That's gone with the Enforcer, the 80lb ft gain meaning it pulls every single gear with much more conviction. Combine it with the thunder erupting from behind you and what feels like a tad less inertia (perhaps a result of the intake tweaks), and the Coyote V8 finally feels like you would want it to in a Mustang costume. And there's a manual. Quite a decent manual, in fact.
Therefore, when you're out of the urban crawl and driving somewhere more interesting, the Steeda can bring together its detail improvements across the board - engine, ride, body control, steering - and deliver a Mustang driving experience few in Britain will have ever known. The press material talks about the desire to "sharpen responsiveness", and there can be little doubt the Q500 is a world away from a normal 5.0-litre model in terms of eagerness, agility and immediacy. It's not flighty or edgy, rather a vast improvement that makes the Enforcer immensely more satisfying to drive: you can trust your inputs and the car's response (rather than second guessing both), embrace huge grip and traction and start to appreciate the balance because you're better informed as the driver about what's going on.
It doesn't lose sight of being a Mustang, though. Largely that's because of the Bullitt soundtrack, but also because it hasn't been made into some super stiff track renegade, despite the development work at Homestead Miami. It's a car with a suitable level of ability and focus for the road, rather than an aftermarket product that feels like it has a very narrow operating window. Certainly there would be scope to make it more aggressive still, but in creating a track car from a Mustang would likely require bending the laws of physics to their breaking point.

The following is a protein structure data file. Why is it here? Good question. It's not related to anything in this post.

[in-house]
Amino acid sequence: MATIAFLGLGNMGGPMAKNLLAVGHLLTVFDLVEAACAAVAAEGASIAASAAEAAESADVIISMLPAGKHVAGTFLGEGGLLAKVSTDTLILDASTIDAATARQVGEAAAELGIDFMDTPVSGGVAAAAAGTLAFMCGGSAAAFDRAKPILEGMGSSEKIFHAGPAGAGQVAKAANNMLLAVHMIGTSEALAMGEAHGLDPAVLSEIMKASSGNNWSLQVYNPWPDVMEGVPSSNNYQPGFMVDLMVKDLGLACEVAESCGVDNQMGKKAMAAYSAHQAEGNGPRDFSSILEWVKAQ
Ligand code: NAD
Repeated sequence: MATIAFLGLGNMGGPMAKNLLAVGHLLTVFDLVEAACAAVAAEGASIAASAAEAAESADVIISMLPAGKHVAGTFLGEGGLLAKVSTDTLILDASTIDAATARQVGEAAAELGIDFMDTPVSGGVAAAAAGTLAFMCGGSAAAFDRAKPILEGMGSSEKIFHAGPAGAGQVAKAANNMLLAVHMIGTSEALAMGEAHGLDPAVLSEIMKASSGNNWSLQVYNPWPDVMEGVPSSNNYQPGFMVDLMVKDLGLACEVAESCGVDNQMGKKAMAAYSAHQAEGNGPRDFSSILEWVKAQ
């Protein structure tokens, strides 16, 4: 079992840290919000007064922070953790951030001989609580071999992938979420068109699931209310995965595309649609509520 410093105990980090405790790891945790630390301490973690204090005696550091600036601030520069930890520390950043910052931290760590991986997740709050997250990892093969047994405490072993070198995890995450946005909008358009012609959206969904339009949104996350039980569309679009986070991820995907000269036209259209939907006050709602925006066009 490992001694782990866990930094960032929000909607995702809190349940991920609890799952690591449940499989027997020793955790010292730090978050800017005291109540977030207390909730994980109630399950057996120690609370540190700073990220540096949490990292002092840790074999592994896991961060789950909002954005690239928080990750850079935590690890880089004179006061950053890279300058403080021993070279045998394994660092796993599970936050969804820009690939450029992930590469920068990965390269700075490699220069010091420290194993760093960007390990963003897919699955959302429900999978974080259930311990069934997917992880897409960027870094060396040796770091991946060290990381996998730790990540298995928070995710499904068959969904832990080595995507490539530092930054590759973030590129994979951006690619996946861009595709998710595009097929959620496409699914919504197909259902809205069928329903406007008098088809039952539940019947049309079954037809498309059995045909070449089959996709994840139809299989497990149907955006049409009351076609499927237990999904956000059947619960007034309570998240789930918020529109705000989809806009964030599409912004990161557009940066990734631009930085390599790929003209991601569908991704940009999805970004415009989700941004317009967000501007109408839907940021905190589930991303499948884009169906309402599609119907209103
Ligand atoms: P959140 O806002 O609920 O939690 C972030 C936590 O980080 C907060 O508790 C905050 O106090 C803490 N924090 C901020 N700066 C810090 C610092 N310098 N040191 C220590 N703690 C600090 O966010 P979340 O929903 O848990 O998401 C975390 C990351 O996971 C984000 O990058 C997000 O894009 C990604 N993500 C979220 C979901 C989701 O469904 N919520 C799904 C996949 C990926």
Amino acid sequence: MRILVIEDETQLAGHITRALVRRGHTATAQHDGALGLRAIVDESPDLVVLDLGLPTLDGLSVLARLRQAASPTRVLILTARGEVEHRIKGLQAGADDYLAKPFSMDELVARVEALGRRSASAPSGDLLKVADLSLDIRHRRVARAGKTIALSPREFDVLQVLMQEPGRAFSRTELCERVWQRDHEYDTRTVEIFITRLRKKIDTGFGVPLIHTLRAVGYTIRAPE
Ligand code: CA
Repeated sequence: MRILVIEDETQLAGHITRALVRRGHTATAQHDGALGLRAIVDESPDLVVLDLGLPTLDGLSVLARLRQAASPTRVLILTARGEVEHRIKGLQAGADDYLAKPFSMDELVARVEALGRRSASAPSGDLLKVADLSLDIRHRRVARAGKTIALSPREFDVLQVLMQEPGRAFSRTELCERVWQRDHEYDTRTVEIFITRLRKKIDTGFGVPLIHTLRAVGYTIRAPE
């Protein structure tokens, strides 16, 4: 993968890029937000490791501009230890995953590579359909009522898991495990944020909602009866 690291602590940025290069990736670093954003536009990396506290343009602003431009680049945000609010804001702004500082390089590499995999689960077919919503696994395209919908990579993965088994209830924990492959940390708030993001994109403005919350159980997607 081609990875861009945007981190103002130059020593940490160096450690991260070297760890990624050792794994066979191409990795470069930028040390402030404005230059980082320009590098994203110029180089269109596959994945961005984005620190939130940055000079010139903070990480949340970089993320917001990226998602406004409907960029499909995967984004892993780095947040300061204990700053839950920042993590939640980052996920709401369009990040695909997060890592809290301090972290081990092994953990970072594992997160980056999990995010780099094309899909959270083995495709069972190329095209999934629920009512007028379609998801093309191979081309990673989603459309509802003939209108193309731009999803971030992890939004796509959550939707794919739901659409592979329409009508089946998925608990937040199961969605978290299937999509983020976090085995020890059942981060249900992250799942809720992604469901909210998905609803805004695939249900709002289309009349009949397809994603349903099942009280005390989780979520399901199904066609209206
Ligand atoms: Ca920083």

Ultimately, sheer size is what limits the Enforcer's charm in the UK; nothing Steeda could really do about that, but worth noting nonetheless. Despite being right-hand drive and markedly more adept than standard, it's still a large car to thread down a B-road, and that's something you can never fully escape. Same goes for the weight: Steeda's efforts have worked wonders for the GT's nimbleness, however there are points the c.1,800kg kerbweight catches up with you - even if they're admirably few and far between.
And it would be a shame to belittle Steeda's achievements here, if you'll pardon the pun. What could occasionally have felt like a one-trick pony car (sorry) previously is now a rounded, enjoyable, capable sports car. A ruddy massive one, yes, but hugely likeable. If you have a Mustang - or are sorely tempted by the early V8s at less than £30k - then Steeda's upgrades come very highly recommended. They realise potential in the base product without feeling like a clone of rivals, and create something deeply appealing as a result. Get the engine upgrade, get the coilovers, think long and hard about which exhaust you really want and enjoy. We did.
SPECIFICATION - STEEDA Q500 ENFORCER
Engine: 4,951cc, V8
Transmission: 6-speed manual, rear-wheel drive
Power (hp): 480@N/Arpm
Torque (lb ft): 475@N/Arpm
0-62mph: 4.8sec (standard car)
Top speed: 155mph (standard car)
MPG: 20.9 (NEDC combined)
Price: £8,998 (excluding base car, additional options for this car including but not limited to Velgen wheels with Michelin Pilot Sport 4S tyres at £3,500, the exhaust at £1,000 and the coilovers at £1,600. See Steeda's website for more options).